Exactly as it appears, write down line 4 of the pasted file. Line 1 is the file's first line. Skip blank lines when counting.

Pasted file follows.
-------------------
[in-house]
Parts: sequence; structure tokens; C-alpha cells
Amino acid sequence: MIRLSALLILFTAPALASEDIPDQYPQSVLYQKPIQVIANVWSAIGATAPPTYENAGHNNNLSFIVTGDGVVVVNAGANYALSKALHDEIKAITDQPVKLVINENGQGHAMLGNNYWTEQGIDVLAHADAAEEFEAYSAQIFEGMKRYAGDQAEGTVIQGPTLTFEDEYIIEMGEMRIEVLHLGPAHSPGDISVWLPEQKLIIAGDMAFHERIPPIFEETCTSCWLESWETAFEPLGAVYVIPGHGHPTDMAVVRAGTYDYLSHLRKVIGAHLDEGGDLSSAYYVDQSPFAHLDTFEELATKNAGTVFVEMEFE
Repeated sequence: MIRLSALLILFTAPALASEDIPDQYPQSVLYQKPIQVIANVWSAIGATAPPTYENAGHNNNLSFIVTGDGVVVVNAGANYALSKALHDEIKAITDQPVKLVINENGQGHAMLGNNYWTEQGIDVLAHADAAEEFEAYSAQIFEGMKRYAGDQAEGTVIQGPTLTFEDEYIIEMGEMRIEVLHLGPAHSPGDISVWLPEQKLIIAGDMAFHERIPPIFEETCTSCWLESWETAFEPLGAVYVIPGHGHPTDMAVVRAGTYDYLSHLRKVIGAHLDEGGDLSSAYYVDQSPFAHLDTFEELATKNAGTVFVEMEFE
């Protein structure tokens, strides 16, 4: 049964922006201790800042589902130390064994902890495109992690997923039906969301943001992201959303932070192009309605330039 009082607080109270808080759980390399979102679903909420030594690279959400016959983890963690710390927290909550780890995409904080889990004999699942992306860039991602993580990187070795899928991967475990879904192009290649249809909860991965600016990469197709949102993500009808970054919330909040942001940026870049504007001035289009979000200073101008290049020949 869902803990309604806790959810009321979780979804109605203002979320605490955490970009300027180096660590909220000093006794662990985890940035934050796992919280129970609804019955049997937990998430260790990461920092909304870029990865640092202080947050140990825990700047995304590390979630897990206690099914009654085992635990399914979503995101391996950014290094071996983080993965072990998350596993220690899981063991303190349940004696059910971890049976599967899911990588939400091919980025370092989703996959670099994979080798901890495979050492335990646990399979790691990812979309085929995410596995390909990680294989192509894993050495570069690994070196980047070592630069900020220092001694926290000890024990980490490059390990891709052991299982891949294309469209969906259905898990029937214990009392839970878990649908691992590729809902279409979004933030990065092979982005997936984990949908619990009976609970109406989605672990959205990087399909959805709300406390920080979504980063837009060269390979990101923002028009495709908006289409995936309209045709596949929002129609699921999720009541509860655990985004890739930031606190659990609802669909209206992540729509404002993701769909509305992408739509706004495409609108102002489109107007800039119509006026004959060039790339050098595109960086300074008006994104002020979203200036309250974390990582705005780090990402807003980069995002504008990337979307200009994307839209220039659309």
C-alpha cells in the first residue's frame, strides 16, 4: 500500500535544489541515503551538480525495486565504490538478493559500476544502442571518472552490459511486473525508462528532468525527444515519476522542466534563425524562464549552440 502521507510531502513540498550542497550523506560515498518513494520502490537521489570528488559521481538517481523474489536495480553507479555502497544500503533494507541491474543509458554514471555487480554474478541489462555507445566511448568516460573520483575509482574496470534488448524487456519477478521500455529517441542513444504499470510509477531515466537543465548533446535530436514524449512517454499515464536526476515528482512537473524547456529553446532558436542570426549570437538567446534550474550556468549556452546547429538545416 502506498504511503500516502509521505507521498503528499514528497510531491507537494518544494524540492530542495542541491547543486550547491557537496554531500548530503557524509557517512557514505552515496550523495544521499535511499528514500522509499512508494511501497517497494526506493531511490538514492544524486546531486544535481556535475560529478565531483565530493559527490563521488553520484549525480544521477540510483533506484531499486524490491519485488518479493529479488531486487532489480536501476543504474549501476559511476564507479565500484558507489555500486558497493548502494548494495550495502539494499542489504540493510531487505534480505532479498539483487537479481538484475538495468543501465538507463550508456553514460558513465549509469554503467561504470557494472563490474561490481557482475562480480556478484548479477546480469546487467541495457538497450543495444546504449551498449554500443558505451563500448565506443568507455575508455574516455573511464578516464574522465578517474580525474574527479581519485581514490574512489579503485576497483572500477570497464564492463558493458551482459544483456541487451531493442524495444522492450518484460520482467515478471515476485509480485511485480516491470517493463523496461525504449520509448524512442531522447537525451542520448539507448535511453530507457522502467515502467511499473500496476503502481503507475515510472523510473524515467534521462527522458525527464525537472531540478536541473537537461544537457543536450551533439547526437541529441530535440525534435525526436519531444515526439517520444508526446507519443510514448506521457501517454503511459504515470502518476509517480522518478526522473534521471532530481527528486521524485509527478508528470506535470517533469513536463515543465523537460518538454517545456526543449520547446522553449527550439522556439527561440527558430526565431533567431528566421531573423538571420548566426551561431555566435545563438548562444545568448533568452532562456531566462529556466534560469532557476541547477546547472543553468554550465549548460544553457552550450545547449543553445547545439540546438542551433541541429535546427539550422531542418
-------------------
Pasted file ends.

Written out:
Repeated sequence: MIRLSALLILFTAPALASEDIPDQYPQSVLYQKPIQVIANVWSAIGATAPPTYENAGHNNNLSFIVTGDGVVVVNAGANYALSKALHDEIKAITDQPVKLVINENGQGHAMLGNNYWTEQGIDVLAHADAAEEFEAYSAQIFEGMKRYAGDQAEGTVIQGPTLTFEDEYIIEMGEMRIEVLHLGPAHSPGDISVWLPEQKLIIAGDMAFHERIPPIFEETCTSCWLESWETAFEPLGAVYVIPGHGHPTDMAVVRAGTYDYLSHLRKVIGAHLDEGGDLSSAYYVDQSPFAHLDTFEELATKNAGTVFVEMEFE